On November 22, the same day as his trial (other sources give the date as November 23, 24 or 25, but I’m going by the date of execution given in legal documents), he was guillotined in Place Bellecour along with three men who appear not to have been involved in the affair: Étienne Chazottier, a lawyer and the president and secretary of the “permanent section” (a local political office), for “offenses against patriots”; Pierre-Elisabeth Chaponnay, an aristocrat, for “giving considerable sums to, and favoring the plans of, counterrevolutionaries”; and Jean Freidière, a geometer and secretary of the “surveillance committee” — no crime given. Ampère was 61 years old.

Shortly before his execution, he was allowed to write a final letter to his wife. Here’s the most complete version I can find, taken from Portraits Littéraires by Charles-Augustin Sainte-Beuve:

My dear angel, I have received your comforting letter; it was a life-giving balm to the emotional wounds that had been inflicted on my soul by my regret at being misunderstood by my fellow-citizens, who have denied me, through the most cruel separation, a homeland that I have cherished so much and whose prosperity is so close to my heart. I wish for my death to be the seal of a general reconciliation between our fellow-men. I pardon those who rejoice in it, those who caused it, and those who ordered it. I have reason to believe that the national vengeance, of which I am one of the most innocent victims, will not extend to the few possessions that have been sustaining us, thanks to your wise money-saving and our frugality, which was your favorite virtue … After my trust in the Eternal, to whose breast I hope will be taken that which remains of me, my sweetest consolation is that you will cherish my memory as much as I cherished you. That much is owed me. If from my home in Eternity, where our dear daughter has preceded me, I am able to attend to things on earth, you and my dear children will be the object of my care and concern. May they enjoy a better fate than their father and always have before their eyes the fear of God, that salutary fear that makes innocence and justice act on our hearts in spite of the fragility of our nature! … Do not speak to Josephine [André-Marie’s younger sister, then about eight years old] of her father’s misfortune — make sure she does not know about it; as for my son, there is nothing I do not expect of him. As long as you have them, and they have you, embrace each other in my memory: I leave you all my heart.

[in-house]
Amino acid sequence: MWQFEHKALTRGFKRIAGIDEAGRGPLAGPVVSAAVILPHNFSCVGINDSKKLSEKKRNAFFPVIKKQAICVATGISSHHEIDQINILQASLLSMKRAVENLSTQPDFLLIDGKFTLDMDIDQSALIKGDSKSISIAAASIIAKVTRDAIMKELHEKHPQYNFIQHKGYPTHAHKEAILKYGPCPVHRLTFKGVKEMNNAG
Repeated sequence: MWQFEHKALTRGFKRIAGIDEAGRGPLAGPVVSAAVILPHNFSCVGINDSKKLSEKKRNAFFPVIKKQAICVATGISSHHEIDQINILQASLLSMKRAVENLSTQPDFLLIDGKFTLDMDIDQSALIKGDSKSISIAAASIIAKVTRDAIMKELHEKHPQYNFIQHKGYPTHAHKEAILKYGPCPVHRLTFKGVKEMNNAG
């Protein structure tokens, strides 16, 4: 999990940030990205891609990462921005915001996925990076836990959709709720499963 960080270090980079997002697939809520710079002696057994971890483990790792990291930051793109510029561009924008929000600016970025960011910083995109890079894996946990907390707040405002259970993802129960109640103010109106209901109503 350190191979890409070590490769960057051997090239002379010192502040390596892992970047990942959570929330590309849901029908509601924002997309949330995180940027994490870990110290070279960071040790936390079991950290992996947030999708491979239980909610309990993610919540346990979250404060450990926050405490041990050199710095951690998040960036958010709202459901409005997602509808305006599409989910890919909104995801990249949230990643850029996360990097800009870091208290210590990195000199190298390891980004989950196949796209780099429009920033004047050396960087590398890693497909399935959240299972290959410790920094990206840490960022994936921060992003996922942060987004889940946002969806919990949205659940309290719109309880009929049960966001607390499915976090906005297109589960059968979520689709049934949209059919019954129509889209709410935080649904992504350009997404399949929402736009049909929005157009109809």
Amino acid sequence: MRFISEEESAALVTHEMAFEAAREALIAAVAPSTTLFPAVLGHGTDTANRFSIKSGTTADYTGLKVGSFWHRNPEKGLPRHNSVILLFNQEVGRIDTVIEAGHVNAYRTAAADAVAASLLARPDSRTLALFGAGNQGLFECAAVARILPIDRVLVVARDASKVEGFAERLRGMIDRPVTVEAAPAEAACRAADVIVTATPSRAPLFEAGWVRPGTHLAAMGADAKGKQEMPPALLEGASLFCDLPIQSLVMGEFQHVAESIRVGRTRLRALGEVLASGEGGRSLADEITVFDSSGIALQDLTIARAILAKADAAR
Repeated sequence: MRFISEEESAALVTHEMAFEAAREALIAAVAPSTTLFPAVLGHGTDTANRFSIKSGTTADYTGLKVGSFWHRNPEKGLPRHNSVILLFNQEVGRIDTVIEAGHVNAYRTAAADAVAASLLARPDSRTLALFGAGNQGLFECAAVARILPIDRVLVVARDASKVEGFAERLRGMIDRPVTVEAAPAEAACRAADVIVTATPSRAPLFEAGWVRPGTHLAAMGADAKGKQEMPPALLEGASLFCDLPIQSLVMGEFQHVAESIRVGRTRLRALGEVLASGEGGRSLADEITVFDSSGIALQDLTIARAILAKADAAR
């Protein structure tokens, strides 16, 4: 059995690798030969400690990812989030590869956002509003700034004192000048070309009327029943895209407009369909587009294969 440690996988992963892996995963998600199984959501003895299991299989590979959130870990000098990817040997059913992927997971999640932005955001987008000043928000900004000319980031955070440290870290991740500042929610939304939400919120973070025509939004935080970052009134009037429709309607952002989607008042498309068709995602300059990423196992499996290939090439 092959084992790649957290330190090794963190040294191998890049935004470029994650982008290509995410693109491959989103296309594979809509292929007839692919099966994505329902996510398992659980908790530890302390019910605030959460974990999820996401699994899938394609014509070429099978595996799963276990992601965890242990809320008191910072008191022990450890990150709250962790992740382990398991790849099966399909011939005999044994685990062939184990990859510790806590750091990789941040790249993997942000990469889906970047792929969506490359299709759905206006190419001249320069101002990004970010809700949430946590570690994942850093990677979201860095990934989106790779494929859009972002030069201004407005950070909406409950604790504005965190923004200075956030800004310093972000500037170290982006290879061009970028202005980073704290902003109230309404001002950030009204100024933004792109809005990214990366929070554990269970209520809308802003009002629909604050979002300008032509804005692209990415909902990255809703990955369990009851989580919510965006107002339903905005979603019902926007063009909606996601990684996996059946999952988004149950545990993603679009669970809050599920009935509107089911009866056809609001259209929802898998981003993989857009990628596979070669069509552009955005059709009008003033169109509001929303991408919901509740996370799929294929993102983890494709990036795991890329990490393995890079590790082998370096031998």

The author then explains that “There follow a few pieces of advice concerning the household economy, notes about paying off debts, and meticulous scruples regarding antique probity, signed with these words: J.-J. Ampère, husband, father, friend, and forever-faithful citizen.”

He continues with a sentiment shared by most nineteenth-century commentators on this affair: “Thus died, with resignation, with grandeur, and expressing himself almost as Jean-Jacques [Rousseau] would have been able to, this simple man, this reclusive merchant, this justice of the peace from Lyon. He died like so many members of the National Assembly, like so many Girondins, sons of [the spirit of] ’89 and ’91, children of the Revolution, devoured by it, but pious to the end, and not cursing it!”

We are also treated to some of Ampère’s actual notes (it would have been nice if Sainte-Beuve had just reprinted them in their entirety instead of only snatches): “It is impossible, my dear friend, for me to leave you rich, or even moderately comfortable; you cannot attribute this to my bad conduct nor to any spendthrift behavior. My greatest expense was the purchase of books and geometrical instruments which our son could not do without; but that expense was itself a bargain, because he never had any tutor except for himself.”